Go car-free and avoid this. (Photo: Pranav Bhatt/Flickr)
In light of recent U.S. Census Data that suggests car-lite and car-free households are on the rise in Los Angeles, we’ve compiled a list of the best locations in the region where minimal car use (car-lite) or never needing a car at all (car-free) is possible. Though there are many subtle lifestyle adjustments to reduce car dependency which don’t require packing up and moving, by far the best opportunity to make a significant change is when selecting a new place to live or work.
Whether you’re a new or future resident unfamiliar with the lay of the land or a longtime Angeleno looking to escape a grueling commute, keep reading. For our regular readers, please don’t forget to tell us what neighborhoods you think should make the list by commenting — this is a post we want to be helpful to those who already live here and those moving to our region.
The list is by no means scientific and we recognize that no neighborhood will be a one-size-that-fits-all. We made our choices by taking into account factors such as access to transit, pedestrian-friendliness and bike access (using scores from walkscore.com), local amenities and connectivity to other neighborhoods. Give it a few years and this list may very well change as Metro continues to build the transit system with funding from Measure R, the sales tax increase approved by local voters in 2008.
5. Culver City
Photo: Culver Hotel
Culver City wouldn’t have appeared on this list prior to 2012, but thanks to the opening of the Expo Line last year, the city has joined the ranks of one of regions top transit-oriented locations.
Its appeal to the car-free crowd will only increase when the Expo Line is extended to Santa Monica, which is expected to open in 2016. For now, Culver’s transit options work best for those who work or go to school in the east, where the Expo Line currently connects them to the University of Southern California and Downtown Los Angeles.
To the west, Metro Rapid Line 733 connects Culver to Venice and the beach and Santa Monica; alternatively a bike lane on Venice Bouelvard does the same for two-wheelers. The Ballona Creek Bike Path also runs on the outskirts of Culver, leading bicyclists to Marina Del Rey and the beach bike path that runs south to Hermosa Beach and north to Santa Monica and Will Rogers Beach. The city’s proximity to other Westside neighborhoods makes on-demand transit like Lyft or Uber reasonable options for an evening out, and Santa Monica’s Big Blue Bus and Culver City Bus serve the city and surrounding areas.
Downtown Culver isn’t lacking things to do either: gastropubs, restaurants, a movie theater and historic landmarks are all within at most a 10 to 15 minute walk from downtown, along with adjacent residential neighborhoods. Grocery stores and smaller markets are scattered around the the central district and are fairly accessible by walking and biking, depending on your exact location.
The factor hindering Culver City from becoming a true car-free city is its lack of north-south bus routes connecting it to nearby work and entertainment centers like Beverly Hills, Century City and West Hollywood. There are a few options, but they’re not as convenient as they should be.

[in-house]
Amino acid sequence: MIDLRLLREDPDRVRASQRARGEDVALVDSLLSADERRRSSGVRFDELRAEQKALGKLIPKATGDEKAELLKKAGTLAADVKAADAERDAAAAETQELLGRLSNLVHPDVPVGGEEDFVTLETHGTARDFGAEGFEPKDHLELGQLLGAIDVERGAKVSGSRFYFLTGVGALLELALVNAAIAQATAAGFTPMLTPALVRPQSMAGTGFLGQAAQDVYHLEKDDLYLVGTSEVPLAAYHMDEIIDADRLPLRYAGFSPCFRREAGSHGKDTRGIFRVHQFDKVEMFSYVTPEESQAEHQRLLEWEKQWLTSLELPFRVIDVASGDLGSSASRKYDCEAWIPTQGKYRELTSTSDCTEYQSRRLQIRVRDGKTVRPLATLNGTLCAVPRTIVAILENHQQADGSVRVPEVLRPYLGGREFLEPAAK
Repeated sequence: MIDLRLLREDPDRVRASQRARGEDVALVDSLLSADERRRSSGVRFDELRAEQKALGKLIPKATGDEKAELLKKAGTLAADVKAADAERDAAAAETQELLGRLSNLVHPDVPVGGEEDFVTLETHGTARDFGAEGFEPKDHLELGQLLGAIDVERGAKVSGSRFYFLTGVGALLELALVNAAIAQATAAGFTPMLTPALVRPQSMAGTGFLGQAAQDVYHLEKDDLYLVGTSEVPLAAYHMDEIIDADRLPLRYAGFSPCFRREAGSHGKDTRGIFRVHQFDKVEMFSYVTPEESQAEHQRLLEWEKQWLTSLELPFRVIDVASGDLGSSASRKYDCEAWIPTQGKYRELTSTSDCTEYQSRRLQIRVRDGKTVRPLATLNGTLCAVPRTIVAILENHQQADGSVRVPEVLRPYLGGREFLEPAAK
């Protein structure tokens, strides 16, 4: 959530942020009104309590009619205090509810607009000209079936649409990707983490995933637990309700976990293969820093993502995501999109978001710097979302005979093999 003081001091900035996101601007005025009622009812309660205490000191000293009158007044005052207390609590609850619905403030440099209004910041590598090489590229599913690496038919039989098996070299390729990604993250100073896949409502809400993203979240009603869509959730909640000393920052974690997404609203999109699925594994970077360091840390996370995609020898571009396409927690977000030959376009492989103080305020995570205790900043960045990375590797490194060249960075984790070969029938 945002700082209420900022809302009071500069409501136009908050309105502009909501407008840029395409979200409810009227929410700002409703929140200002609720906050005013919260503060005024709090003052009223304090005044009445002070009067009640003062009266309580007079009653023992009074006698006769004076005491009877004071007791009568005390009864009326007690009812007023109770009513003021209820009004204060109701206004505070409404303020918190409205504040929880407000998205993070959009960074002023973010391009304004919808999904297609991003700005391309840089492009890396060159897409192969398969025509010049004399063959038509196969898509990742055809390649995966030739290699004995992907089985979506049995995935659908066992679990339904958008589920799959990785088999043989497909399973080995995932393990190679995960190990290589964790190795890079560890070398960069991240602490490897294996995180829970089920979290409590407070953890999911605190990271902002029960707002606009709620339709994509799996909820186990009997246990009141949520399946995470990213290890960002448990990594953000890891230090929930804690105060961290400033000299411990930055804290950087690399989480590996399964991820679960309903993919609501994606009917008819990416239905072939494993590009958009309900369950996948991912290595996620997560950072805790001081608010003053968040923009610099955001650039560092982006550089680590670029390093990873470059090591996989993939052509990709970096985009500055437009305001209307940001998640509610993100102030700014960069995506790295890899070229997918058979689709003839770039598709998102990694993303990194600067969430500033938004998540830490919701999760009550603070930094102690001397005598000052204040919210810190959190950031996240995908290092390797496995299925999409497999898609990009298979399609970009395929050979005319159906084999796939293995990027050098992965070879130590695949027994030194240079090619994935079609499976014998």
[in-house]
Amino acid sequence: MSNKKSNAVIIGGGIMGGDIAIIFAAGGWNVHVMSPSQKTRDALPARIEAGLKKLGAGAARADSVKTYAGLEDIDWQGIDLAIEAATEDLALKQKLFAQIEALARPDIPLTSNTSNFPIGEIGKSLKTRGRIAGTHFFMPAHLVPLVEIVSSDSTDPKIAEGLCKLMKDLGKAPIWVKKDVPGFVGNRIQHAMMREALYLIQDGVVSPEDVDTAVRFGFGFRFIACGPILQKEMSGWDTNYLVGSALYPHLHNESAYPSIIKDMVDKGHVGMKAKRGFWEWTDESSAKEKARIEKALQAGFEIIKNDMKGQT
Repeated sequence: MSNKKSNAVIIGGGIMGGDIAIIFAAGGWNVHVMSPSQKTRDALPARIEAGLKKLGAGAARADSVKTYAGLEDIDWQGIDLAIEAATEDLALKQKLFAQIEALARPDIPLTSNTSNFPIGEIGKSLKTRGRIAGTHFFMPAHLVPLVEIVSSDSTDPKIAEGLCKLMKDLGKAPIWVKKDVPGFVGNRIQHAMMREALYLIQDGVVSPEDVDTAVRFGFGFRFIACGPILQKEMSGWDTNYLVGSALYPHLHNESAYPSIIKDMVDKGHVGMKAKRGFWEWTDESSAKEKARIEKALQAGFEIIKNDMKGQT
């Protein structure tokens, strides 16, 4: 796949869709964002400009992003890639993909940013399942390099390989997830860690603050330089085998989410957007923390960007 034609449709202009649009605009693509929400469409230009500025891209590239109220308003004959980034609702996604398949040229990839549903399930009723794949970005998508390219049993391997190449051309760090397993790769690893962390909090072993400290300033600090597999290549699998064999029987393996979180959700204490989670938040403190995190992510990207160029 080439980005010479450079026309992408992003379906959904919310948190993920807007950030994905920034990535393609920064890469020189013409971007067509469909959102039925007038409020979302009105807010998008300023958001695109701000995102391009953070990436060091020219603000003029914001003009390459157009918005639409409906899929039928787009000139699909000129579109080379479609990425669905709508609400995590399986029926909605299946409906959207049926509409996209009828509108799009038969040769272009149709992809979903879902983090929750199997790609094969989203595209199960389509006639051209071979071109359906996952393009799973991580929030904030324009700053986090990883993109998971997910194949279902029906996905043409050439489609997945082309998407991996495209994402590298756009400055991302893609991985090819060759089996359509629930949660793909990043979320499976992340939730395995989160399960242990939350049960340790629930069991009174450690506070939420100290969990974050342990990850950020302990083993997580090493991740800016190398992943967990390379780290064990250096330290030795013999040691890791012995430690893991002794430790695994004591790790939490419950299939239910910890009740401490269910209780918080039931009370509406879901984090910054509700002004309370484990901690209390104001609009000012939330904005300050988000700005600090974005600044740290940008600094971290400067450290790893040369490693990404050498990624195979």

Transit Score: N/A*
Walk Score: 84, Very Walkable
Bike Score: N/A*
* scores unavailable.
Photo: Old Town Pasadena
The city of Pasadena is located about 11 miles northeast of downtown LA. For its residents it provides a functional mix of both urban and suburban. The city has six Gold Line stations, three located in the median of Interstate 210 and three south and near Old Pasadena and it’s an 18-minute to 29-minute ride to Union Station from those stations.
Although the city has been very slow to develop a decent bike plan — much less implement it — there are plentiful cycling opportunities in the area, including many of them on quiet residential streets. With better bike connections to Gold Line stations, Pasadena may have been even higher on our list. To the city’s credit, it has given away bike vouchers.
If you’re an apartment dweller, there are plenty of options here as well — the city has been on an apartment and condo building boom since the Gold Line opened.
The Gold Line, of course, serves the region’s transit hub at Union Station and also continues to East Los Angeles. The Gold Line is also being extended 11.5 miles east to Azusa (the Gold Line Foothill Extension project, forecast to open in 2016) and a separate project will allow Gold Line trains to run through downtown L.A. (the Regional Connector project, forecast to open in 2020). Pasadena is also served by several Metro bus lines, Foothill Transit and the Pasadena ARTS bus, which focuses on connecting neighborhoods to the Gold Line and commercial areas. The Metro Local Line 180/181 and Metro Rapid Line 780 buses run west from Pasadena to Eagle Rock, Glendale, Los Feliz and Hollywood
By far the city’s most car-free friendly business and entertainment district is Old Town Pasadena (Del Mar and Memorial Park Gold Line stations), with a secondary nod to the Lake Avenue business district; there is also the Hastings Ranch area in eastern Pasadena, which is more of a traditional suburban environment and has its share of big box stores. With an array of stores, coffee shops and restaurants with outdoor seating, pubs, movie theaters, parks and the occasional parade or event, you’ll pretty much be set for an afternoon or an evening out. When it comes to filling your refrigerators and cupboards, Pasadena has a handful of major grocery stores and at least three are within a block or two of a Gold Line station, including the giant two-story Whole Foods on Arroyo Parkway.
Transit Score: N/A*
Walk Score: 68, but most of the city is easily walkable
Bike Score: 71, Very Bikeable